Let's Monkey Around...the Possibilities Seem Endless!
With bread, that is. Monkey bread, also known as bubble bread, or pull-apart bread is fun and easy to make, and incredibly delicious.
Monkey breads are so good served warm, with the idea of everyone picking their own irregularly shaped piece. Or if this approach doesn't work for your meal or event, then they can be sliced as you would a regular loaf of bread.
Whether you make it from a can of Pillsbury Grands, an unbaked loaf of Rhodes Bake 'n Serve Bread Dough, or from scratch, it's always a lovely way to serve up bread.
This handsome and spectacular bread is made with yeast dough from which small pieces are pinched or cut, then dipped into melted butter and poppy seeds or currants or orange juice and coconut or... Only your imagination limits you. These pieces are then placed to rise in a tube pan to triple their original height. When baked they resemble a tall, studded crown.
They make perfect gifts and contributions to any buffet table. Our neighbor, Diana, had a Monkey Bread Contest as part of her family reunion this past summer. Folks were challenged to see how creative they could get. She said this was a very successful activity and she was stunned at all the clever versions that showed up.
For instance, while we usually think of a sweet bread when we hear "monkey bread," Diana said one of her favorite entries was a savory herbed bread. The family member who submitted this take on a monkey bread did nothing more than dip dough balls (pinched off from an unbaked Rhodes Bake 'n Serve loaf) in melted butter and then roll them in an herb combination made of
fresh stemmed thyme, chopped fresh parsley, dried oregano, and a minced clove of garlic.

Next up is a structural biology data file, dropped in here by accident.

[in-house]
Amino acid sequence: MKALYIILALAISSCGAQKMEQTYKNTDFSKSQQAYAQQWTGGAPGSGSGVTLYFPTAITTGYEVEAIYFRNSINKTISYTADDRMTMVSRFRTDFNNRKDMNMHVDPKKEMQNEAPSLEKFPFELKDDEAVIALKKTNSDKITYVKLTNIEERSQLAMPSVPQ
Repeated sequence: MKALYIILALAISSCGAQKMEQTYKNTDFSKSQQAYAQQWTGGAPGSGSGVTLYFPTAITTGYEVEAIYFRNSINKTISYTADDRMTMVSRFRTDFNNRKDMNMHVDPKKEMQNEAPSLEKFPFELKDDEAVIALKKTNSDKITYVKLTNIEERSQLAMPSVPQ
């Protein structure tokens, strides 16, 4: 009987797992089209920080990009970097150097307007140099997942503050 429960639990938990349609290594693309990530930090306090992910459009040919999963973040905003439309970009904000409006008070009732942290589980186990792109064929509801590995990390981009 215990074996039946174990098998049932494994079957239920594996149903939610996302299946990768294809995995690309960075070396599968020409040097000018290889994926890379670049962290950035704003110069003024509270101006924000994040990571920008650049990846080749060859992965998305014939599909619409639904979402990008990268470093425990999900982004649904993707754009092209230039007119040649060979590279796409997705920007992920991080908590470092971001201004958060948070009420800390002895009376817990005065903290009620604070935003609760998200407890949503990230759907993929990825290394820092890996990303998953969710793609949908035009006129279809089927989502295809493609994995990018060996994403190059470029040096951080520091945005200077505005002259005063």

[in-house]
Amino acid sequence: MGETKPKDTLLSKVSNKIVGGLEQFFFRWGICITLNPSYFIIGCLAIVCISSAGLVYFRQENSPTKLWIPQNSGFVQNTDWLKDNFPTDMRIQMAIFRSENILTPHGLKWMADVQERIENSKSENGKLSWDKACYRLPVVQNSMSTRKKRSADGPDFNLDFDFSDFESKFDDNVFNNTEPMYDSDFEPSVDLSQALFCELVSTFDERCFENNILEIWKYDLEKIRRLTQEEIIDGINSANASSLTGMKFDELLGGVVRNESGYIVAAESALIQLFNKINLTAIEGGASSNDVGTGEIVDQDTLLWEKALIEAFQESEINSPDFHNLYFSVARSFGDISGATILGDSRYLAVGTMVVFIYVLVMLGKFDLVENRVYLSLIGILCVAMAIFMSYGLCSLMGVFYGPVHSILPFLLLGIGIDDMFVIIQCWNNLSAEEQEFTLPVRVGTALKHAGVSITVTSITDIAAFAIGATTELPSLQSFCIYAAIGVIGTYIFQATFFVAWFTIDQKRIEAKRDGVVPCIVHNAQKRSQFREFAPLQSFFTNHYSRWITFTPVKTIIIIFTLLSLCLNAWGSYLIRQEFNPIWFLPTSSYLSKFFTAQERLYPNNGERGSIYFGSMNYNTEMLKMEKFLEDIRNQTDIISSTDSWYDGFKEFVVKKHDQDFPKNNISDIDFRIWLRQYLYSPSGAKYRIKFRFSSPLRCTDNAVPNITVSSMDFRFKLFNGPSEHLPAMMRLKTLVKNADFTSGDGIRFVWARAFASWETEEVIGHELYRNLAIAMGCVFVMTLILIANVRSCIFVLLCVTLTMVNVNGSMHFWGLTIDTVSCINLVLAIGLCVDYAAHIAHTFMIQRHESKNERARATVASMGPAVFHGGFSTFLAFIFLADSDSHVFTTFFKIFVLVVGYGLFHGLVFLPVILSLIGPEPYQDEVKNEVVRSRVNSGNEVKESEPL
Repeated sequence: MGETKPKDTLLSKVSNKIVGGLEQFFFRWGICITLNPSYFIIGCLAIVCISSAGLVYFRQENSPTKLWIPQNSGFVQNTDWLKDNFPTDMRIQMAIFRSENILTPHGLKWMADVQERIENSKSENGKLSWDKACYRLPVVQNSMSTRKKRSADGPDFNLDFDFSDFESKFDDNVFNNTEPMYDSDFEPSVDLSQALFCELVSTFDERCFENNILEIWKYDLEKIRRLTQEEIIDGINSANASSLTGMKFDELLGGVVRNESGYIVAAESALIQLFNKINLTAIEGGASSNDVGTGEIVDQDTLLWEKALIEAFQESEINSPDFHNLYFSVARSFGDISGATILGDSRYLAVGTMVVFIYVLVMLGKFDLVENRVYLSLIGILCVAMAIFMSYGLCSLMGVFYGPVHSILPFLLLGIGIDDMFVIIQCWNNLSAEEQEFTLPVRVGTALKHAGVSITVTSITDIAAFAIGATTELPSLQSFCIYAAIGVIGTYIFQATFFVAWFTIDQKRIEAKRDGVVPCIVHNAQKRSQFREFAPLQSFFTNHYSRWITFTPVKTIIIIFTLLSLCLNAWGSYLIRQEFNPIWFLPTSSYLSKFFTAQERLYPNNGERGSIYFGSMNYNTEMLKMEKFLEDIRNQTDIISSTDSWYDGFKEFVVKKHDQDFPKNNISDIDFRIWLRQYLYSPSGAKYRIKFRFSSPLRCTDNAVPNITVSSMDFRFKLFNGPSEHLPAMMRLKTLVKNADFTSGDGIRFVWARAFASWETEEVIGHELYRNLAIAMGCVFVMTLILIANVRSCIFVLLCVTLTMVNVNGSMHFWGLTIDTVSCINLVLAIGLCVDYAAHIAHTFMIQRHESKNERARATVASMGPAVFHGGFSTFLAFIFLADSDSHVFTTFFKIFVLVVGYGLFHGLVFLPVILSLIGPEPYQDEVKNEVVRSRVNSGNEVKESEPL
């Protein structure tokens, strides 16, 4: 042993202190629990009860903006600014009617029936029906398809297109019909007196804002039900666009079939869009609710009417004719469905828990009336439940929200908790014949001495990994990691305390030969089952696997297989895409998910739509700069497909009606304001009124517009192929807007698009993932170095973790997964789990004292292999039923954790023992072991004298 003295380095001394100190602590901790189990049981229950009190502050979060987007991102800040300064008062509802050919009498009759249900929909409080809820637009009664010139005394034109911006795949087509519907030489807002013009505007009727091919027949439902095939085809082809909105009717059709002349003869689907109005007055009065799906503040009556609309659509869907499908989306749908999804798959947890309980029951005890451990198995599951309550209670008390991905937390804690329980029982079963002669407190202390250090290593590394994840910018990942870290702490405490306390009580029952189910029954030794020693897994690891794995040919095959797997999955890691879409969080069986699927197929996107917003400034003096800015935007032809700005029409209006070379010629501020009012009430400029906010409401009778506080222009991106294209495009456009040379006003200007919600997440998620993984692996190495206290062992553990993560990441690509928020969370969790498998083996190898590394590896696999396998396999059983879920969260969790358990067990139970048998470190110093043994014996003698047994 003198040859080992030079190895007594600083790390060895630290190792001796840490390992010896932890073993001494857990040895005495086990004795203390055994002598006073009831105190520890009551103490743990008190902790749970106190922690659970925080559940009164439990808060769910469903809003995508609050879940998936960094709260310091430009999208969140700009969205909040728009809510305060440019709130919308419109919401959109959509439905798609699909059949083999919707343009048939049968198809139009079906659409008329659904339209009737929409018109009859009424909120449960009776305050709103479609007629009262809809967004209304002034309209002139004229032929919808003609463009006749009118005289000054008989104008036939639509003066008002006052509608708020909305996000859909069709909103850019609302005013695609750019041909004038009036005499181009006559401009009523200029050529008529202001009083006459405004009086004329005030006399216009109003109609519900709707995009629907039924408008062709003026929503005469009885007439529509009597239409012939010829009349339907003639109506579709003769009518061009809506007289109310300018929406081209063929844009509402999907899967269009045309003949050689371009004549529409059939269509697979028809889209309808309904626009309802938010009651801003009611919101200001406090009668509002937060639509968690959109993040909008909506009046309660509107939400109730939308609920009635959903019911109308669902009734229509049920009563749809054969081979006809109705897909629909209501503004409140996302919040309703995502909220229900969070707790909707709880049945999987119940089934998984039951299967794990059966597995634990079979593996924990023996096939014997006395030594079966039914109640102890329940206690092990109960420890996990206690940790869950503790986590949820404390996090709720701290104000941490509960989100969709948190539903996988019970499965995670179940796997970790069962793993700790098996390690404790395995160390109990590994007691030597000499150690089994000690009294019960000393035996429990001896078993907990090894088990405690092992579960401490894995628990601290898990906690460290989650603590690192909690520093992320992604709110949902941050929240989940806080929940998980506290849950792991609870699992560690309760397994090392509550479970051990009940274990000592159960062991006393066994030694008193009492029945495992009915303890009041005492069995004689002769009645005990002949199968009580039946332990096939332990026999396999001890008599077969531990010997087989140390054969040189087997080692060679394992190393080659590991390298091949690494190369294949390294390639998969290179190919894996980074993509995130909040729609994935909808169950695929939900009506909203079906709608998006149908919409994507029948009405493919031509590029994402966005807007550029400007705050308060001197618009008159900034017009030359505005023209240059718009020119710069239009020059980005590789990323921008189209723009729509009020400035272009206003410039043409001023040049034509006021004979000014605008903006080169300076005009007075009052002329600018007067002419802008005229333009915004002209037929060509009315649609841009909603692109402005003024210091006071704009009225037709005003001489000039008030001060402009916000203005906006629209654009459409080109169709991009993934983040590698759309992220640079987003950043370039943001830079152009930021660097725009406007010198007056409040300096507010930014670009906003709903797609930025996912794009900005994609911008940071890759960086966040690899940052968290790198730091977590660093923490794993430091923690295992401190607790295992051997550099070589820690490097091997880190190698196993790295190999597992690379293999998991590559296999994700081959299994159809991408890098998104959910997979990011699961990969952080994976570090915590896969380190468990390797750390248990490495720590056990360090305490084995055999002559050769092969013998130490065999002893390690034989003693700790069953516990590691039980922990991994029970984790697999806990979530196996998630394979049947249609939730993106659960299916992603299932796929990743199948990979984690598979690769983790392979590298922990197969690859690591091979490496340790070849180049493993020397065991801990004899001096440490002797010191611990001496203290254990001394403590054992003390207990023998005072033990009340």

Back to the sweet style of monkey bread was one made with chopped maraschino cherries. The family baker (a creative teenager, no less), thickened the maraschino juice with some corn starch, sweetened it a little more with sugar, and intensified its flavor with a smidge of almond extract. She added the finely chopped cherries to this syrup and poured it all over the dough balls. Diana said it was not just really good, but really pretty as well.
I'm going to remember Diana's family reunion idea for the next one I host. Meanwhile, I'll be refining a monkey bread idea I've had that's a take on the favorite orange roll.
Here's what I've fiddled with so far:
- I've added 3 tablespoons of orange zest, 1/2 teaspoon vanilla extract, and 1/4 cup melted butter to one 12-ounce can of orange juice concentrate.
- I've toasted 3 cups of chopped walnuts in butter.
- I've dipped all my dough balls (made from my favorite sweet roll recipe) in the orange juice concentrate mixture and then rolled the dough balls in the walnuts.
- After placing all the dough balls in my buttered ring pan, I've poured the remaining juice mixture over all the balls.
- I've baked this at 350 degrees for about 45 to 50 minutes. (I'm still trying to figure out the best bake time.)
- I've poured an orange glaze over the baked bread.
So far I've gotten good reviews, but I want to continue tweaking this until folks are begging for more. (Maybe adding cream cheese pieces, or adjusting the vanilla, adding unsweetened shredded coconut or garnishing the glazed bread with the remaining toasted walnuts...I dunno. Do you have any suggestions?)
I've tried this same approach with Pillsbury Grands biscuits, and the result was OK. But the version made with my homemade dough was way better (no surprises there, right?).
With fall and winter coming on, it'll be a good time to monkey around in the kitchen. My suggestion: let's start with monkey bread. The possibilities seem endless!
Weekly Newsletter Contributor since 2006
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